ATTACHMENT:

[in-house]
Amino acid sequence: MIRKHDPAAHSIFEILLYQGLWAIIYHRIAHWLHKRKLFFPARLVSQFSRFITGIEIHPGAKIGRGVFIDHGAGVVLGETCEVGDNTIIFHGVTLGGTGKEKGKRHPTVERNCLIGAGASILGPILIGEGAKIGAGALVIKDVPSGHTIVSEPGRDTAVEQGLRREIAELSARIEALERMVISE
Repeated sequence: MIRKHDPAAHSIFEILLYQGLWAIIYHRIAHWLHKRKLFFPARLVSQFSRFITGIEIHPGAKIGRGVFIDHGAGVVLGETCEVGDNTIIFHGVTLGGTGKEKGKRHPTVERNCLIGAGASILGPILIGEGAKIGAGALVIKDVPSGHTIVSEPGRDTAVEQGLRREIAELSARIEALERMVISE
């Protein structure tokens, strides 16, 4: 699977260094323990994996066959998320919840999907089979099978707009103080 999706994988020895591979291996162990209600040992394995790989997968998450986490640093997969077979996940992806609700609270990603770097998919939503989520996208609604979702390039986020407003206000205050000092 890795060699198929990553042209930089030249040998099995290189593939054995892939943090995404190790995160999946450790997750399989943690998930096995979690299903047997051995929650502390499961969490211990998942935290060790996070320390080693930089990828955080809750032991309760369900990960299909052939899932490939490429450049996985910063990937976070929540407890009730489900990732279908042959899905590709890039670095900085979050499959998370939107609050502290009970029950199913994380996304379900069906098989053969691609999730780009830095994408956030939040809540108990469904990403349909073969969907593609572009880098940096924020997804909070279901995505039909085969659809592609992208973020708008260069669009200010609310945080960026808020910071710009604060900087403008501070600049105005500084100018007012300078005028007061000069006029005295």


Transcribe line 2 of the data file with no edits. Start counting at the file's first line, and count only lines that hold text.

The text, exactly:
Amino acid sequence: MIRKHDPAAHSIFEILLYQGLWAIIYHRIAHWLHKRKLFFPARLVSQFSRFITGIEIHPGAKIGRGVFIDHGAGVVLGETCEVGDNTIIFHGVTLGGTGKEKGKRHPTVERNCLIGAGASILGPILIGEGAKIGAGALVIKDVPSGHTIVSEPGRDTAVEQGLRREIAELSARIEALERMVISE